Unlike its more established German peers, BMW had only one car plant – the Eisenach plant, which had fallen into Soviet Union’s control.
The Munich engine plant was heavily bombed, and whatever machinery that was spared from damage was dismantled by US military and shipped out of Germany. What was left was only good enough to make bicycles, pots and pans.
Germany was soon split into two by the Berlin Wall and there was no way for BMW to recover its automotive assets from Eisenach.
In 1948, the company was somehow able to produce a new motorcycle at its Munich plant – the R 24. For seven years after the war, the company that conquered the Nurburgring did not build a single car.
The 1952 BMW 501 (above) was BMW’s first post-war car, followed by the 507 roadster (below), but post-war Germany had little appetite for six-cylinder saloons and sports cars.
The 1955 BMW Isetta ‘bubble car,’ an improved version of a design purchased from Italian carmaker Iso, was a last ditch radical solution to keep BMW afloat but it couldn’t stave off the looming bankruptcy.
By 1959, Daimler, which owns Mercedes-Benz was circling over BMW like a predator waiting for a weak prey to collapse. If BMW falls under Daimler’s control, BMW would almost certainly be reduced to nothing more than an insignificant part of Daimler, probably a parts supplier.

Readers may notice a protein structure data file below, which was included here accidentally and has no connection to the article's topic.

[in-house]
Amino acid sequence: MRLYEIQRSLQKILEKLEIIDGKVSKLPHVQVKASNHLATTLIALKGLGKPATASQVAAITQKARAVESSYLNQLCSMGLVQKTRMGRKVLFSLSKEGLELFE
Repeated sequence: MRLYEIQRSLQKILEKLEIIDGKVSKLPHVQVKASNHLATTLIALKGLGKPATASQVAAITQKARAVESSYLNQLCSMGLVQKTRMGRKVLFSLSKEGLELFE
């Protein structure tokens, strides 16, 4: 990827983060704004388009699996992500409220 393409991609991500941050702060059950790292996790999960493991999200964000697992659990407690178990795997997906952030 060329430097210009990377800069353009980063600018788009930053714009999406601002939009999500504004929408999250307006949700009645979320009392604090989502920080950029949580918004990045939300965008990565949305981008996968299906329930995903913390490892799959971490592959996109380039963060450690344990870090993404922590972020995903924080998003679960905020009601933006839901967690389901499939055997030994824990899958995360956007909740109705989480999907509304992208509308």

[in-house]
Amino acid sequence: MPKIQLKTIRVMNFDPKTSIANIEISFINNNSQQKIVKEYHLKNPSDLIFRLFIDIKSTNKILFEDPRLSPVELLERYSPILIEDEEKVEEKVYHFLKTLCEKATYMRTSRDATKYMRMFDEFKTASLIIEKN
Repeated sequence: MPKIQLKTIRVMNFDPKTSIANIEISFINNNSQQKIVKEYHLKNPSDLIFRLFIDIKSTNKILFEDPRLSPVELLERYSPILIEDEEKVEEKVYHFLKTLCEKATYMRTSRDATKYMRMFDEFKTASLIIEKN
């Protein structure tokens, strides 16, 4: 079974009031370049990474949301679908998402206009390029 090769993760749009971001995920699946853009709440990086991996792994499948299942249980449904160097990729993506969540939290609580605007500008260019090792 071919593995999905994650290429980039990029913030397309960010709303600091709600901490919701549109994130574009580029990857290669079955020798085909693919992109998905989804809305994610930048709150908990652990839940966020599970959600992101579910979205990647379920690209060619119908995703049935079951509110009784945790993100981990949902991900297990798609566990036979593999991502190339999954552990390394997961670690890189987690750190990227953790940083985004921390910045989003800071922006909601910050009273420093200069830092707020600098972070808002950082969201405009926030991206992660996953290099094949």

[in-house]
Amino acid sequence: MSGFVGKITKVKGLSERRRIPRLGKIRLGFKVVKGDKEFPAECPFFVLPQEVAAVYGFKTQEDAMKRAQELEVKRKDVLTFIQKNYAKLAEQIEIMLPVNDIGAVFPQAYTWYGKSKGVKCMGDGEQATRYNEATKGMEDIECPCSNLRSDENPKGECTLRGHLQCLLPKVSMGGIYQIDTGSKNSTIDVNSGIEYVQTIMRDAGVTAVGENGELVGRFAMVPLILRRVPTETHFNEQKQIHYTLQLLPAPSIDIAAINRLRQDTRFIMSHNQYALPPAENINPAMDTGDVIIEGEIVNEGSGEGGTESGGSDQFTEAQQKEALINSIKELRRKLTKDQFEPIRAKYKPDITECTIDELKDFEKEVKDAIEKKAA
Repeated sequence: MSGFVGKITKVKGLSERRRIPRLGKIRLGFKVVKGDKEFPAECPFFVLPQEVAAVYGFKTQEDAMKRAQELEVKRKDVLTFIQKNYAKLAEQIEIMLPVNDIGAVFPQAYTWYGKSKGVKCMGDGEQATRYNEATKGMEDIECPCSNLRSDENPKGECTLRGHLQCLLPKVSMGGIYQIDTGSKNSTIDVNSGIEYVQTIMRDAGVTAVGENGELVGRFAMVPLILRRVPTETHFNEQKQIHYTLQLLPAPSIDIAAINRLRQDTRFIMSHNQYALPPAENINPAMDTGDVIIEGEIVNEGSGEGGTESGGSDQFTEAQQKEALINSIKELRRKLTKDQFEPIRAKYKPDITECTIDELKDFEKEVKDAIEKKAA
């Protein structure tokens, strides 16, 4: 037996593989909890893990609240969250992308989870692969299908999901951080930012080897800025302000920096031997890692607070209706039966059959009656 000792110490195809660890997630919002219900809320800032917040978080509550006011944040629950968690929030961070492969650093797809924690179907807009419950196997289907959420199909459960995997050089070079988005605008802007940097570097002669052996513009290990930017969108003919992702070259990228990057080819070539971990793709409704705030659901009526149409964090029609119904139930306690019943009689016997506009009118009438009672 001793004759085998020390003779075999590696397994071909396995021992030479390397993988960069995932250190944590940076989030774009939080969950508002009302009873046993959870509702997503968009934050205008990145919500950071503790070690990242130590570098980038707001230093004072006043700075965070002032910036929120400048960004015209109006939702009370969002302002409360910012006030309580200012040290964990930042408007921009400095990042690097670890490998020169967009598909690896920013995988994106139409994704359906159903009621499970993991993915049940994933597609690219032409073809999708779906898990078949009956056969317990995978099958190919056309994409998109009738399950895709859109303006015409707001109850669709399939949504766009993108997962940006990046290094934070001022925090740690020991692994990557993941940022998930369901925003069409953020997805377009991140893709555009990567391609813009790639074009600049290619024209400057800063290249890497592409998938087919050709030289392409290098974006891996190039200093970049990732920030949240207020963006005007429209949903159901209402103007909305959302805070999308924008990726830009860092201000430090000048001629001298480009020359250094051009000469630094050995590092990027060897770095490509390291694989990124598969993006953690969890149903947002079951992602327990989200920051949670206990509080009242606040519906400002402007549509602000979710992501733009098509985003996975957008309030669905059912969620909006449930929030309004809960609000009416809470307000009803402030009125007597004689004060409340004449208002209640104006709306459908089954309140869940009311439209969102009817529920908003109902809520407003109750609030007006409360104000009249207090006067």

BMW’s shareholders, while acknowledging that there was no way for BMW to remain independent, their Bavarian pride couldn’t stomach a sale to Daimler and protested. The rivalry between Daimler and BMW goes beyond just business. There is a quirky German cultural dimension to it as well.
BMW hails from Munich, Bavaria while Daimler is from Stuttgart, Baden-Württemberg, a Swabian region. The Bavarians are very proud of their identity and see themselves as a distinctly different from their Swabian counterparts.
BMW shares were owned by many Bavarian families, who don’t sell it but passed it down to their children.
For many BMW shareholders, selling BMW, the pride of Bavaria, to the Swabians at Daimler was a major slap to their Bavarian pride.
A Daimler Board Member and Closet BMW Fan To The Rescue
In came Herbert Quandt, the first protagonist in the unfolding drama of BMW’s rescue. Herbert was a wealthy industrialist whose family owns battery company Varta. He owned many shares in the then Daimler-Benz AG and sits on Daimler’s supervisory board.